A novel ovarian xenografting model to characterize the impact of chemotherapy agents on human primordial follicle reserve

Ozgur Oktem, Kutluk Oktay
Cancer Research 2007 November 1, 67 (21): 10159-62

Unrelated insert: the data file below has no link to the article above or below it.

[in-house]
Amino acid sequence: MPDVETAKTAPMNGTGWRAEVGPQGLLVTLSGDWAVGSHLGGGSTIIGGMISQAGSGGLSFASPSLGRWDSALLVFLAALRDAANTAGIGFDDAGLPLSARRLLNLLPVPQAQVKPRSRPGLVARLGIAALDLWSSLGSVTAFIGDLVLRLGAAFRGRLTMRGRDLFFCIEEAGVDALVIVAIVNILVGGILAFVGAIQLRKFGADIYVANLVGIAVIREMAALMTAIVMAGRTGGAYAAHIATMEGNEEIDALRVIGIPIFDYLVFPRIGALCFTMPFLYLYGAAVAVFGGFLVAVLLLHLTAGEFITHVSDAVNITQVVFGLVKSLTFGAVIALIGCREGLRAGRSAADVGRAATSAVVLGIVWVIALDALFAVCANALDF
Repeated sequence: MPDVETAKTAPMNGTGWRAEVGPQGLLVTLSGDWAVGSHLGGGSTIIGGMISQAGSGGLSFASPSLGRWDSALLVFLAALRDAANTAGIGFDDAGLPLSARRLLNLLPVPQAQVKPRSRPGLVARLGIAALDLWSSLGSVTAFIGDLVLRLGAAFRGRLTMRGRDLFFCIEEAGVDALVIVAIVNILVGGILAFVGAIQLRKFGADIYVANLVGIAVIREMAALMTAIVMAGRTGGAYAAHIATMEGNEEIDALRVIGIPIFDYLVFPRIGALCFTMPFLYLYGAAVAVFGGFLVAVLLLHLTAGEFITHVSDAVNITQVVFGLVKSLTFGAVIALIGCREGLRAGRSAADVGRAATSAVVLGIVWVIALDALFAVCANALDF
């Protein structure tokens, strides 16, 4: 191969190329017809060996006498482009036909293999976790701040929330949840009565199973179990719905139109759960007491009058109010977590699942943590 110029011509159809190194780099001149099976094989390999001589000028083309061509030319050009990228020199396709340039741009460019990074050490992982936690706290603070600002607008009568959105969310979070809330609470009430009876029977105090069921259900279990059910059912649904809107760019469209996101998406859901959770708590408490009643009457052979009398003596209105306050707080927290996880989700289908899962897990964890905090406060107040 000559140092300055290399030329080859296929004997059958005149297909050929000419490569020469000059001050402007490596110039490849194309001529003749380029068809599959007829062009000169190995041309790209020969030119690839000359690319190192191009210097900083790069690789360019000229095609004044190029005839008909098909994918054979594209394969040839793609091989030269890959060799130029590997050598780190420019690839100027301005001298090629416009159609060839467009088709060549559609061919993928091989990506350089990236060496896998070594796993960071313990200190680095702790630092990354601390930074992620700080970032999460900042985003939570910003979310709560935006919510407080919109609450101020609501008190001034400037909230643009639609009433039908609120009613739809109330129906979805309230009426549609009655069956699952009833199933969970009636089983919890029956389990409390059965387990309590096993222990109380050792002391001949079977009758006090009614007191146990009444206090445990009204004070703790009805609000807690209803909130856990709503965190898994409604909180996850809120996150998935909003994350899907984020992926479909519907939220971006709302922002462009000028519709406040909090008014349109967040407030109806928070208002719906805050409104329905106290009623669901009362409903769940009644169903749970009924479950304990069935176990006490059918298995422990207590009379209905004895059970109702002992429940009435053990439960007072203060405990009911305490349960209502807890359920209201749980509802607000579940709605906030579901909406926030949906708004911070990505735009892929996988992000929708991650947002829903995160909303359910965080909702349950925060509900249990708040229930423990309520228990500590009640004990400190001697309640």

Many chemotherapeutic agents, especially of the alkylating family, alter fertility in premenopausal females. However, it is not practically possible to quantify and characterize the impact of cancer drugs on ovarian reserve in a clinical setting. Thus, our specific aim was to develop a xenograft model to characterize the in vivo impact of chemotherapy agents on human ovary. Ovarian pieces from 24 weeks old abortuses were xenografted s.c. to severe combined immunodeficient mice (n = 52). Animals received either a single dose of 200 mg/kg of cyclophosphamide or the vehicle. Grafts were recovered from the control and treated mice 12 to 72 h after the cyclophosphamide injection and serially sectioned for primordial follicle counts. Apoptosis was assessed with terminal nucleotidyl transferase-mediated nick end labeling (TUNEL) assay. Platelet/endothelial cell adhesion molecule 1 (PECAM-1) staining, as well as intra-vital fluorescein-conjugated lectin and Evans blue labeling were done to assess microvasculature by confocal microscopy. Although there was 12% reduction in primordial follicle density by 12 h following treatment (P > 0.05), the follicle loss increased significantly at 24 h (53%, P < 0.01) and peaked at 48 h (93%, P < 0.0001). TUNEL staining peaked at 12 h, earlier than the diminishment in follicle numbers, and decreased thereafter. Xenograft vascularization pattern was similar to non-xenografted tissue, indicating appropriate in vivo drug delivery. The impact of cyclophosphamide on primordial follicle reserve in our human ovarian xenograft model is consistent with the clinical gonadotoxicity of this drug. Human ovarian xenografting is a promising model to characterize the gonadotoxic effects of current and emerging cancer drugs without a need for lengthy clinical studies.

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